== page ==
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Letter: Distorting the housing market

Despite bailouts the housing financial deck of cards is still teetering. Next year 48 percent of the outstanding home mortgages will have a negative loan value, whereby the amount owed will be more than the home's value. Currently one of every 136 homes are foreclosed; this is distorted by a backlog of unrecorded foreclosures. Calling the recession over is laughable. Last April Congress and President Obama established the federal $8,000 first-time homebuyer tax credit. The result was a scammer's bonanza. Nineteen thousand filers who claimed the credit never bought homes. Another 74,000 filers ($500 million tab) were not first-time buyers. Five hundred people under 18 claimed the credit, including a 4-year-old (of $150,000 income unqualified parents). The year's cost to taxpayers was over $5 billion; $43,000 for every house sold.

So Congress extends the credit and passes another stimulus (deficit) bill of $24 billion that includes a $6,500 tax credit for existing homeowners to facilitate their home sale. Taxpaying renters continue to subsidize the inflated sale of their neighbor's house. What will this financial fiasco cost taxpayers? This finagling further distorts the housing market and postpones the day of establishing a floor (basis) for real recovery. Meanwhile, the housing deck of cards grows, but ever more unstable.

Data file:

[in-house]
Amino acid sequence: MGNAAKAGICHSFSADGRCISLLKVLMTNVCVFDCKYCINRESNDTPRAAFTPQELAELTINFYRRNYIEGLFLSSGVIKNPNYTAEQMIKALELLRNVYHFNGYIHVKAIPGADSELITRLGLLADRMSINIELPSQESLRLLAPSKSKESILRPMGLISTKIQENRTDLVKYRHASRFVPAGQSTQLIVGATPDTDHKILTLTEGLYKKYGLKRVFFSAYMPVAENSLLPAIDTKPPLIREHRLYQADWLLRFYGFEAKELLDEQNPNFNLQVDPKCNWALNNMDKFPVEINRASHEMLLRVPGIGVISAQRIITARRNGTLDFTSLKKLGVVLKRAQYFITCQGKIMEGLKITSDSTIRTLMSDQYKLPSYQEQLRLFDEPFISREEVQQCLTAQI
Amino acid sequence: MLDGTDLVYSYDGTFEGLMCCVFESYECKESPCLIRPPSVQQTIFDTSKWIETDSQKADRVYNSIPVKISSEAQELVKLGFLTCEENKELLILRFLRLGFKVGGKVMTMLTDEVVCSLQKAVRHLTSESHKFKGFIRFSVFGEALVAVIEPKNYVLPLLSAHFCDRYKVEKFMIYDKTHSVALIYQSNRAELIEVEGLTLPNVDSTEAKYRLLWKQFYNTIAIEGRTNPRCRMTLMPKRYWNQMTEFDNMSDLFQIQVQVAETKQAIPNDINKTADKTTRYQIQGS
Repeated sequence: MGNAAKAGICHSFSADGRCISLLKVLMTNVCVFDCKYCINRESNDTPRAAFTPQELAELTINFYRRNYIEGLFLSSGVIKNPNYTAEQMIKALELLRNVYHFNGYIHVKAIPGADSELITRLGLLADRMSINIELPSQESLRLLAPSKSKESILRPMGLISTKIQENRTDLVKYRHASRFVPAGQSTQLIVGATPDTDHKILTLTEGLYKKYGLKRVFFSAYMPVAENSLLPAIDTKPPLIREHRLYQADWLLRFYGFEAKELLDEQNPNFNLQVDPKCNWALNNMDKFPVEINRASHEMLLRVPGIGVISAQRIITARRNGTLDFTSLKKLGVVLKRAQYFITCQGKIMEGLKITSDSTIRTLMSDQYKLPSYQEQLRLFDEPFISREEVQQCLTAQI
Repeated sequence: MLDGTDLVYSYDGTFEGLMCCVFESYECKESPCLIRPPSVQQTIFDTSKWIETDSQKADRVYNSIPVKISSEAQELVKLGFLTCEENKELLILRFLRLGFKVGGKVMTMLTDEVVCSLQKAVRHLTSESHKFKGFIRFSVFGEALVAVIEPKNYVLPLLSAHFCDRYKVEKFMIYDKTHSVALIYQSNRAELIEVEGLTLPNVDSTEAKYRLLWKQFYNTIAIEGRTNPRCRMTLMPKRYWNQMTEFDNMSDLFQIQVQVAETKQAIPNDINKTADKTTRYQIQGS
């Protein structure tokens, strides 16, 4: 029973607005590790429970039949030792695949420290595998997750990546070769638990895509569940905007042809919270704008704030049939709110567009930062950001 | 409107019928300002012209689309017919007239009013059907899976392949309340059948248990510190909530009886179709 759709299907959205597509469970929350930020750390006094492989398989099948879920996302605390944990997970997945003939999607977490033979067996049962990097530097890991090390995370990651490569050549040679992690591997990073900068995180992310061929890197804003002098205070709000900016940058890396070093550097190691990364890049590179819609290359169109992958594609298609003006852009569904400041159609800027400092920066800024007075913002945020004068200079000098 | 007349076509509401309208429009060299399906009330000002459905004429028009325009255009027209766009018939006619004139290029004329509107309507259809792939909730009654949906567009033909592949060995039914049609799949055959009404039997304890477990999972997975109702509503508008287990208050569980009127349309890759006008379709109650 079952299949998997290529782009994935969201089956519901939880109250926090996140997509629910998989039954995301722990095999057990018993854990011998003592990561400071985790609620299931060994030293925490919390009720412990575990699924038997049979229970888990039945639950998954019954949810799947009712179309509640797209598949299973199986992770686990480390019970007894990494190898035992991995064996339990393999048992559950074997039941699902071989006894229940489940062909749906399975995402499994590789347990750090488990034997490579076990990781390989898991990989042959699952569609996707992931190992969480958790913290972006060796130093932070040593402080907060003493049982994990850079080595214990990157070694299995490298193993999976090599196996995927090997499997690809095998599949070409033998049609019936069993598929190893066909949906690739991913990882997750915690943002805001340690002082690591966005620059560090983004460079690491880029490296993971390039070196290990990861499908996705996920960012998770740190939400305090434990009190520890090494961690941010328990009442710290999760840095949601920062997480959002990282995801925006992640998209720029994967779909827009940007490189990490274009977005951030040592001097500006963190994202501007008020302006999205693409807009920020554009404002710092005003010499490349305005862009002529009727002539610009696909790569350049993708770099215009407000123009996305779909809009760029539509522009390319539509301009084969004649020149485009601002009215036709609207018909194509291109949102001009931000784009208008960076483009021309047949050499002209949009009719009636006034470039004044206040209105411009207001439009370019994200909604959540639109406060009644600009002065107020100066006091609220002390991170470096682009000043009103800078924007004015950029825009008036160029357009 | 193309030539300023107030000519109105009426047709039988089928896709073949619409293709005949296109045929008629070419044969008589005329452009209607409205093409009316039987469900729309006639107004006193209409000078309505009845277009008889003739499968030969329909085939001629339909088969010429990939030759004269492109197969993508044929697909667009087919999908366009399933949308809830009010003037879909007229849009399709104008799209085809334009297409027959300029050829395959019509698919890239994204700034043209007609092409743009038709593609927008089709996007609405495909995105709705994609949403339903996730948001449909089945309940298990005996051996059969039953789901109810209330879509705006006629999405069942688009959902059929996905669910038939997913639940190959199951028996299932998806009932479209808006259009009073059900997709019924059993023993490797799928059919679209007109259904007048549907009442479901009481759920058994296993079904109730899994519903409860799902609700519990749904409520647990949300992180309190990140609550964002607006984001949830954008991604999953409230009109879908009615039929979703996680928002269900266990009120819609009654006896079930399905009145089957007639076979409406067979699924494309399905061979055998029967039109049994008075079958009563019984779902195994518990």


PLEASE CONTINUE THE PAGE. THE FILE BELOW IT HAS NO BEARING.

This is a far cry from the early 1900s when FHA housing mortgages were limited to seven years. A 50 percent down payment was required with an ending balloon payment. One in 10 Americans owned a home. The banks were endowed with the ability to expand credit and with it the money supply. Left alone, interest rates adjusted as the amount of credit used was voluntarily supplied and demanded. Then came government intervention with the artificial imposition of low interest rates, and the humongous expansion of credit. People live way beyond their means, two-thirds "own" homes (in 2001), and politicians get re-elected. Now Freddie and Fannie ($80 billion already in bailout) want another $20 billion. Looks like the recession-leading housing demise will continue. If anyone thinks this artificial system is not headed for a potential depression, don't breathe on this deck of cards.

Ron Snyder